My name is Marama Elkington and I have recently attended the 2016 Waka Ama World Sprints held at Lake Kawana, located in the Sunshine Coast of Australia. The two categories I competed at this year’s World event were:
- the Elite Development Under 19 Women’s for both 500m and 1000m in the 6man, team event, and
- the Elite Open Women’s V1 for 500m.
In the team events for both the 500m and the 1000m, we raced against the likes of Tahiti, Australia and even Hawaii. Which were both straight finals. Meaning no warms up, just get stuck in there and do the job. My team done extremely well in both of these events and won very convincingly, which we were both surprised and stoked about.
Picture of my team after winning our last 1000m race
I competed in Open Women’s for my one man event. Winning my heat and semi-final. In the final race however I only managed to get a silver medal. Coming behind the first place winner named Hinatea Bernadino from Tahiti by one second, with another paddler from Aotearoa named Rose King rounding out the podium at third place. My final time was: 2.30.16. This race was by far the hardest race I have ever done, I had to get over my fear to race someone who was extremely experienced (which showed in the race) and test my ability, it was the most physically demanding race I have ever competed in. Losing this race however has showed me how much more I can improve on, and it has highlighted weaknesses that prior to the race I didn’t think were as vital in my racing as they really were. Now that I know these things, I am going to work and improve on them, intensifying and increasing my trainings throughout the year, so that I can excel even more and eventually become the next open women world champion.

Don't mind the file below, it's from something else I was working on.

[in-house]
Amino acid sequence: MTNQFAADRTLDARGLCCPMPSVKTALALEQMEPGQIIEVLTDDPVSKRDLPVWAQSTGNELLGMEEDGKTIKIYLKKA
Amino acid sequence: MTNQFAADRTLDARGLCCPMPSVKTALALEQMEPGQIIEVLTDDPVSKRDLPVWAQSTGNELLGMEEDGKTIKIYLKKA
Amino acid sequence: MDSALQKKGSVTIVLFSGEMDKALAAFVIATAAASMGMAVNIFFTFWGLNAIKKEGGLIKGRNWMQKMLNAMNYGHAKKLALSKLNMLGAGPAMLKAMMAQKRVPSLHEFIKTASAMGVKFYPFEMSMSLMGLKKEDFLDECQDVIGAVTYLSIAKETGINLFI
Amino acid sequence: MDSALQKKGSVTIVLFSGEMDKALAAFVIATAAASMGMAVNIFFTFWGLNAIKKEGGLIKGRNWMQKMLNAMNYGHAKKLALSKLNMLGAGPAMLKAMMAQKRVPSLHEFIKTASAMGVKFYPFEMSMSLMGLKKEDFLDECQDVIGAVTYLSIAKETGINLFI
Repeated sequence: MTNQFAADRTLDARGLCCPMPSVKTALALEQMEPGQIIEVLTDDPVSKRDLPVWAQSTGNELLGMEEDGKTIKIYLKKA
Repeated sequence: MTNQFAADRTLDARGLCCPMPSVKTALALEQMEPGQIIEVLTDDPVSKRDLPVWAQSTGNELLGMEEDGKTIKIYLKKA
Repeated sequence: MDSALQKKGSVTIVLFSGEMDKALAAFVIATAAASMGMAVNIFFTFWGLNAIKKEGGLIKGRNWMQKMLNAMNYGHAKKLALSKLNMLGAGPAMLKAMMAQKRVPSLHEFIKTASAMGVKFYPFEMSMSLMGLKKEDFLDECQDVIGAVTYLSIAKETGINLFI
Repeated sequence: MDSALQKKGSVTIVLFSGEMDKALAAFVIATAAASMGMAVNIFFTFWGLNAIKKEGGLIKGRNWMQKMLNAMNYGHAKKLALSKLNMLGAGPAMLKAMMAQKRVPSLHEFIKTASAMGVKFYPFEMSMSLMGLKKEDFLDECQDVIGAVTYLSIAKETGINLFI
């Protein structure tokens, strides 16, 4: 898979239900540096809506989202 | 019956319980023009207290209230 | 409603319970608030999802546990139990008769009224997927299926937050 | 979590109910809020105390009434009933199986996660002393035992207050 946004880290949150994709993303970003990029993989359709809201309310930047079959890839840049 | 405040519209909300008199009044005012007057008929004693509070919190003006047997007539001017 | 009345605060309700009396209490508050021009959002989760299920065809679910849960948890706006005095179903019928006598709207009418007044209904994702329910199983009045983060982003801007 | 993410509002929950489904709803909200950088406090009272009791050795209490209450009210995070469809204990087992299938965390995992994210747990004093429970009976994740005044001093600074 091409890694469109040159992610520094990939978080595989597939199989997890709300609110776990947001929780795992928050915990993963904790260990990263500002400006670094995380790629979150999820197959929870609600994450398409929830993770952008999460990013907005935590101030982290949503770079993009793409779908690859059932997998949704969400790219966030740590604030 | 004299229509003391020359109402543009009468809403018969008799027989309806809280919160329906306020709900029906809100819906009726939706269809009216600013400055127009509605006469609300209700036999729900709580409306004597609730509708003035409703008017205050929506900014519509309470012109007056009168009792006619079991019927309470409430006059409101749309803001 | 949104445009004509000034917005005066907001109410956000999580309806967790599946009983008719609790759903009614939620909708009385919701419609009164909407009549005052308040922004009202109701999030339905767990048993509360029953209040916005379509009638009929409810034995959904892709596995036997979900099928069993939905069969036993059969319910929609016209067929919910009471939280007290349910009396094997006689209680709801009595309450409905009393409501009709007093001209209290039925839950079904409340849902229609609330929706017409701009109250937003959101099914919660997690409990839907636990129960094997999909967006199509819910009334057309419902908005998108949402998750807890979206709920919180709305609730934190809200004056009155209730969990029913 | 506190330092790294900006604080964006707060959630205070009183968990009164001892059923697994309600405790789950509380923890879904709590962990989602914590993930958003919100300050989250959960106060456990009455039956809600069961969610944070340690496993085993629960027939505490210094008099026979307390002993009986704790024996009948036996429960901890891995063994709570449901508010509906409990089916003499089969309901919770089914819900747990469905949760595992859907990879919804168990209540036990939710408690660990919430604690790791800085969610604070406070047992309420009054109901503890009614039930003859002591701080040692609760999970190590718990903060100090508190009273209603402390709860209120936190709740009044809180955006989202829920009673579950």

Picture of me on the podium
I had the option of doing the younger under 19 category, but I chose opens because the competition was better and I knew it would challenge me. A lot of people asked me: “why are you doing the open category if you are a junior 19?”. With which I replied: “I’m sick of easy golds in the junior categories. I wanted to go into a category that I would have to fight hard to win, rather than breeze over the finish line. Plus I wasn’t ever going to improve by staying in a category that didn’t test me, or push me to be better every year”. If I had stayed in my true category at the 2014 nationals, instead of doing opens I would have just remained ok, and never developed as much as I have now.
Not very many people realise the potential of rangatahi, even rangatahi themselves don’t believe their own potential. I want to inspire other rangatahi to not be just good, but great in anything they do. And encourage them to stop being lazy and become champions over their own lives. I am most greatful for the support of Wakatu for believing in me and my own potential, in wanting to be a part of my Waka journey, which is truly humbling. It is weird to think that I influence other rangatahi and people around Aotearoa, but I have met some people who have expressed this to me and I still find it strange, yet rewarding. I am proud of my decision to do opens as it has enabled growth in all aspects of my life, not just Waka but in school and my own work ethics. At the end of the day it is important to remember who you are, where you come from, where you are going, and also the people that have helped you on that journey. I am just a Maori girl from the pā who represents her iwi, religion, and family, trying to be the best woman at waka ama in the world. Thank you Ngāti Koata Trust for investing and believing in me enough to be involved in my life, and recognising my potential to be great.
Picture of me heading up to the start line